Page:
“Software must become safer,” but how?

“Software must become safer,” but how?
Our tagline reads “Software must become safer”, and for good reason; We feel very strongly about this. But it does lead to the obvious and fair question: “What exactly do you do to ensure that the software your teams produce is safe and secure?”

It’s an interesting question for at least two reasons. First, 100% safety and 100% security do not exist, so in every real-world project, it means there are trade-offs. Also, the outcomes we achieve are not just dependent on technology choices, but on all three elements of what is known as the “Golden Triangle”: People, Process, and Technology.

In this post, I’ll go into all three of them to explain how we make the software we build safe and secure.

A note on safety and security

Let’s first make sure we are all on the same page and define some basic terms:

  • A system is safe when it is protected from harm and things are not likely to accidentally go wrong. An example is memory safety, an oft-discussed aspect of Rust, our technology of choice. Another example of safety is that you can be sure that your car won’t accelerate suddenly when you turn up the volume of the radio.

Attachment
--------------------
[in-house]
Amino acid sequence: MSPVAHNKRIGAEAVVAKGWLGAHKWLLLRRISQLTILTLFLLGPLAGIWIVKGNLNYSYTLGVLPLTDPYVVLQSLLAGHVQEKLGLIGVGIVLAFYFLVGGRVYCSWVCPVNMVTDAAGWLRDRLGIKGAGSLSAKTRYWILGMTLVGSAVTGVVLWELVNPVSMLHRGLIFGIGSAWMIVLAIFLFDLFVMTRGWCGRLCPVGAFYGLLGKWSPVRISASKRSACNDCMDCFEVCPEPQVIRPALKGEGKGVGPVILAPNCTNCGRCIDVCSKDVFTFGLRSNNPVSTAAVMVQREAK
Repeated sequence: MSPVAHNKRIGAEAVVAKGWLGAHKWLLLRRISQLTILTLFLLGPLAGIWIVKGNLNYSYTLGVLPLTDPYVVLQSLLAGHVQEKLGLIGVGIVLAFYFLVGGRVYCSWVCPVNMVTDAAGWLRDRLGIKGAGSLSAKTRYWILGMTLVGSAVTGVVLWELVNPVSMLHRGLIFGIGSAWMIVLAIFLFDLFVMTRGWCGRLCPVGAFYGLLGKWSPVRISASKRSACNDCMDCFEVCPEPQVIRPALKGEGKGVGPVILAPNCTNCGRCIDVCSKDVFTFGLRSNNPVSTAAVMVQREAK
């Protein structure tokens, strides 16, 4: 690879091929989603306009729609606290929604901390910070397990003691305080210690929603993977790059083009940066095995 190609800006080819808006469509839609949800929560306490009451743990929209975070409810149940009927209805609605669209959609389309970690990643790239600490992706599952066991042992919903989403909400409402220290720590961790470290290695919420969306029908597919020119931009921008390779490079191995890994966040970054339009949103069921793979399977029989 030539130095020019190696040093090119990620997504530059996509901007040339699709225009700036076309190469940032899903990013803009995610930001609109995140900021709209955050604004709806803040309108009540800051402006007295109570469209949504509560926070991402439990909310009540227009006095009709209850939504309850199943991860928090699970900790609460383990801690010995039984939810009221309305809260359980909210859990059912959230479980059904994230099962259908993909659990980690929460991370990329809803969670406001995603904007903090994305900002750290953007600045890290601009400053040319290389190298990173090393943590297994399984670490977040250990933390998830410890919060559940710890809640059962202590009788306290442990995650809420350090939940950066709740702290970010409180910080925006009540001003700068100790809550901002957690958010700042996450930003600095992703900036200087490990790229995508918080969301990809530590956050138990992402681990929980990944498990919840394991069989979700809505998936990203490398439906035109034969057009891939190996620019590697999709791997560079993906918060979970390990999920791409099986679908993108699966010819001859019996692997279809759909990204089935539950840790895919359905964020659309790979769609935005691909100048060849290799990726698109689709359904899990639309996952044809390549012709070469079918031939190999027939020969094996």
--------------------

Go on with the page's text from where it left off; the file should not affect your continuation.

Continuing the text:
• A system is secure when it is protected from threats and actors that want to break, misuse, or abuse (parts of) the system. For example, a car is secure when protected from people who want to physically break into it, and software is secure when protected from hackers who want to push an update containing malicious code.

Now, you can easily imagine a situation where a malicious actor abusing a system (due to a lack of security) also causes harm, making it unsafe. And anyone working in software knows that bugs (‘things accidentally going wrong’) in a system are vulnerabilities that can be - and too often are - exploited by hackers. This means that there is an overlap between safety and security. So, a system that you rely on should be both safe and secure.